Alas poor Yorick, how can the show go on?

Three actors in multicolored costumes.
Joy Dolo as Sir Andrew Aguecheek, Sally Wingert as Sir Toby Belch and Sarah Jane Agnew as Maria in a scene from Shakespeare’s “Twelfth Night”at the Guthrie Theater in Minneapolis. It was one of the last productions before the coronavirus outbreak shut down live performances.
Courtesy of Dan Norman

Live performers thrive on audience energy, and fans would agree that theaters and music venues are usually at their most exhilarating when they’re packed shoulder to shoulder, enjoying shows as a community.

So, how do you accomplish that in the age of COVID-19?

"It is frankly very difficult to theorize what a socially distanced Guthrie looks like," says Guthrie Theater artistic director Joe Haj. "And I have to say it's very tough to see a path."

Haj has been running reopening scenarios for weeks now, with Guthrie staff, and with artistic directors of other major theaters around the country.

There's a lot to consider, just beginning with social distancing. At the Guthrie Haj often has three theaters presenting shows simultaneously.

"So let’s just assume for a moment that I can get 500 people in through the front doors, through the lobby, get their tickets, get up the escalator,  get in their seats without climbing over one another, let’s just assume for a minute that we can do all of that while keeping people 6 feet apart: what play are you going to do?" Haj asks.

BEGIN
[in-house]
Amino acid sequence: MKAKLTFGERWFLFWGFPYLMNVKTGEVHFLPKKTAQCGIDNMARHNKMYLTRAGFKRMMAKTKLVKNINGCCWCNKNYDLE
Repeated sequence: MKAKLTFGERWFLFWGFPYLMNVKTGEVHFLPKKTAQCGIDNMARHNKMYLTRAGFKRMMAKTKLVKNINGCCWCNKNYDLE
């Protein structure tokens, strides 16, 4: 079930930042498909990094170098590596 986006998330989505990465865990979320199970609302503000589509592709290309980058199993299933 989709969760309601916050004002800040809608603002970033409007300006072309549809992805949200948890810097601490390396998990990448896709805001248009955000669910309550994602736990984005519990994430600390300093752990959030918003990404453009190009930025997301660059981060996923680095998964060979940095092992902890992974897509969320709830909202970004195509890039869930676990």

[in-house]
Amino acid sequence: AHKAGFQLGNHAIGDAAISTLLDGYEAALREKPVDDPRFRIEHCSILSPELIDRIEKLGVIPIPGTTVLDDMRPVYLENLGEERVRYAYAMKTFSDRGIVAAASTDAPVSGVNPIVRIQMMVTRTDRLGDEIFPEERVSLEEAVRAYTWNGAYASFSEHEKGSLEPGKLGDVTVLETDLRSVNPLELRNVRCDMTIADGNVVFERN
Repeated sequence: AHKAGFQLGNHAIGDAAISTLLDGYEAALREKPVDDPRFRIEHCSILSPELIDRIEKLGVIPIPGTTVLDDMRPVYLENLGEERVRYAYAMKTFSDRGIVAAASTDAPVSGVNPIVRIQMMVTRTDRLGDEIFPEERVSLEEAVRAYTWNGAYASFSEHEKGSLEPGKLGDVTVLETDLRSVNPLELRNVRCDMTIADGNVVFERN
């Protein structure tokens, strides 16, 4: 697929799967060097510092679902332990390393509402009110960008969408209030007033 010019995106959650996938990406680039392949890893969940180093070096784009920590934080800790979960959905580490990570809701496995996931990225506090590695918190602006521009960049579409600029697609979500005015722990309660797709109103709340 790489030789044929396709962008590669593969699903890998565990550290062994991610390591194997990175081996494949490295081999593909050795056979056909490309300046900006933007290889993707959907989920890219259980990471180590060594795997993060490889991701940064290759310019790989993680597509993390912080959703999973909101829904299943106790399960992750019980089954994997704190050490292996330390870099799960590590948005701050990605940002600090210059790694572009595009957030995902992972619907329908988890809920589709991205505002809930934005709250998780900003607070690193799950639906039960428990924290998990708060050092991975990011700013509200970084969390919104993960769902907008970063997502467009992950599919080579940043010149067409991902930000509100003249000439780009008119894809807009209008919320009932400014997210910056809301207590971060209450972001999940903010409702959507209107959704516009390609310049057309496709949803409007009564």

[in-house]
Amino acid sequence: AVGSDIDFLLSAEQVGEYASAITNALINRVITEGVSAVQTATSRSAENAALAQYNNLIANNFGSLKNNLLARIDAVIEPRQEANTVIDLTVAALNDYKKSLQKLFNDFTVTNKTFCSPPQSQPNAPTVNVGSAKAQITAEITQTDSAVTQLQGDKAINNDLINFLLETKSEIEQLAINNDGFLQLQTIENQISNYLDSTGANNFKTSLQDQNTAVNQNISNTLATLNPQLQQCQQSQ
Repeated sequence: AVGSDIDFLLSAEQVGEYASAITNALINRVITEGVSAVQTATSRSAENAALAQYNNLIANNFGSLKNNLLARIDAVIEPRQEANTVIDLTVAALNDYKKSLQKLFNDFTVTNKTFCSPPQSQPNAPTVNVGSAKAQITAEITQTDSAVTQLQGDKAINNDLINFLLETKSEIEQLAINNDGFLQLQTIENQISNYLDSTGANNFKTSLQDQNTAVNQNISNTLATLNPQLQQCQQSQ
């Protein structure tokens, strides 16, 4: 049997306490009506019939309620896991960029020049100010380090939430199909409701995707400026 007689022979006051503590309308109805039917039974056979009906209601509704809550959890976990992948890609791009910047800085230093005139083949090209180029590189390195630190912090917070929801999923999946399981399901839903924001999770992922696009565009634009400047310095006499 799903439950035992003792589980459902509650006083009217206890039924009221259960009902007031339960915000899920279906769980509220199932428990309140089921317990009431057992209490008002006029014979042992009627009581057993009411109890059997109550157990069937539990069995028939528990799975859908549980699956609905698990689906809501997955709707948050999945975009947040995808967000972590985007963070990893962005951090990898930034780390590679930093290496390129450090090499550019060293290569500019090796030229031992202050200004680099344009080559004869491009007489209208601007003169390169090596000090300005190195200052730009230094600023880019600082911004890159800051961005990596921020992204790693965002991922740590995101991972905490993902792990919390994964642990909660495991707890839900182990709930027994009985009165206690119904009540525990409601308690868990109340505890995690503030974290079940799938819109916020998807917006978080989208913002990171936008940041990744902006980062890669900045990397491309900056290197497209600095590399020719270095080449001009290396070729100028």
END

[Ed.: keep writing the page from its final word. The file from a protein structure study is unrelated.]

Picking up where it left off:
While Shakespeare did have to contend with the Black Death during his career, none of his plays feature social distancing, and there have been very few plays since that keep actors 6 feet apart.  

Haj worries about finding safe ways for actors and crew to put on performances. For a place that specializes in spectacular productions that usually take a year to 18 months from concept to stage, there's little attraction replacing them with one-person shows.

And for Haj there's another huge concern: what if there are multiple waves of infections bringing new rounds of restrictions?

"We don't know when we are going to reopen," he said. "And we also don't know if upon reopening we can stay open."